Working Stiff

Sunnyside suits this guy just fine


Joe Chavez

Joe Chavez, Sunnyside born and bred, is Sunnyside down to his toes. So much so that, when he was offered a scholarship to attend Wyoming Tech, he decided to stay right at home.

"I graduated from Sunnyside High School in 1995 and I had concentrated on getting good grades, so I had a lot of different opportunities. But I was 17 at the time and I was a bit nervous to go to Wyoming alone," said Chavez.

"And I just decided at the time I needed to work," he said.

Chavez was hired as a custodian by EPIC Head Start, where he had been a volunteer since he was 12 years old. Working around the children and teachers gave him the idea he might like to work inside a classroom as a teacher's assistant, so he started taking some classes at Yakima Valley Community College.

Then another opportunity presented itself.

"I was a customer of this store, and out of the blue they just called and asked if I wanted to work here," said Chavez.

His answer was yes.

And the 12 years he'd spent at EPIC went down in his memory bank as "An experience!".

"I started working at TV Town at the end of 1999. From there, I just worked my way up and now I'm assistant manager," said Chavez.

He said he's been told he's being groomed for a job as manager of a store, and that's something he said he'd welcome.

"I'm waiting to see what my opportunities are at this store," said Chavez, who added that he wouldn't mind going back to school, maybe take night courses.

Chavez had the opportunity in August of last year to put some of his EPIC training to work for TV Town.

"I used to train staff in the use of the fire extinguishers at EPIC, and, when our building caught fire last year, I ran out to try to put the fire out with the extinguisher, but the entire back wall was already blazing.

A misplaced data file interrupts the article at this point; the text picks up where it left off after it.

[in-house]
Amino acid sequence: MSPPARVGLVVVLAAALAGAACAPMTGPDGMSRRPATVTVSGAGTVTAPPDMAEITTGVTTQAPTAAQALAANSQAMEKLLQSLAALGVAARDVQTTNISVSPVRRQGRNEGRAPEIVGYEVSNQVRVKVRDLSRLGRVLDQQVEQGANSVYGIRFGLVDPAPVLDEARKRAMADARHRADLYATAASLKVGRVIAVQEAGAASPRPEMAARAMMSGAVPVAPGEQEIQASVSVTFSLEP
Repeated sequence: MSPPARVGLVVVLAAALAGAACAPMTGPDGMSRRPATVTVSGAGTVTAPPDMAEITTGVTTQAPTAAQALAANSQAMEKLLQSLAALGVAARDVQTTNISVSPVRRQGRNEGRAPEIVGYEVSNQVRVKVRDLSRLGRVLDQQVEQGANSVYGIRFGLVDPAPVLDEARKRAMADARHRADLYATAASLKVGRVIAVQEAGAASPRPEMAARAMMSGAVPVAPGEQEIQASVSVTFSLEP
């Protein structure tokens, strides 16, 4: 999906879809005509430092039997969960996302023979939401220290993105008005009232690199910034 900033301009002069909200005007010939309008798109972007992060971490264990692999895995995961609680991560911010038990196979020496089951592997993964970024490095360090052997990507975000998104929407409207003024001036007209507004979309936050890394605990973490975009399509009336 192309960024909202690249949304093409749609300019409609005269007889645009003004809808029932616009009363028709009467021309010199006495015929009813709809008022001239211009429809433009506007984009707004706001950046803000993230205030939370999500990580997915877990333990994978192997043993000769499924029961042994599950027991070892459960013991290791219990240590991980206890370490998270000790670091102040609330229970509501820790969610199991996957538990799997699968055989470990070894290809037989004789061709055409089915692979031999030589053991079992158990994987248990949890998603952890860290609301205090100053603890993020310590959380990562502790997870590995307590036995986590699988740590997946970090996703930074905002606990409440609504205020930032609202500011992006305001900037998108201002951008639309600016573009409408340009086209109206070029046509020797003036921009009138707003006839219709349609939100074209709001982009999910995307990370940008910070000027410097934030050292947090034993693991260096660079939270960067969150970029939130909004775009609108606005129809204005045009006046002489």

"It was really hard to see it burn, to see it go from what it was to what it became. For all the guys who work here it was a heartbreak to see the store go up in flames," said Chavez.

"The company was really good to us, guaranteed us we'd have our jobs. The very next day after the fire, they had all five of us work the whole day even though we had only one air conditioner sitting here in our new location. And, one of our regular customers came in and bought it," Chavez said. "It felt good to know we had the support of customers who had become friends of ours."

Chavez said the TV Town crew expects to move back into their previous building in two or three weeks, and he's looking forward to being back in familiar surroundings.

When Chavez isn't working, he hangs out with family.

"We're a very close family, very family oriented. We spend time with each other, barbecues, just sitting there and enjoying life. Somebody might call and say 'hey, it's a birthday' and we'll go to Oregon or Idaho to see family there, see how they're doing," said Chavez.

"A lot of people who have become part of our family are surprised how close we are, but family is very important. Especially these days when people forget who their family is," he added.

He said his one regret is that he didn't travel after he graduated from high school. But then he qualifies that by saying, "This is my home. This is where I feel comfortable."


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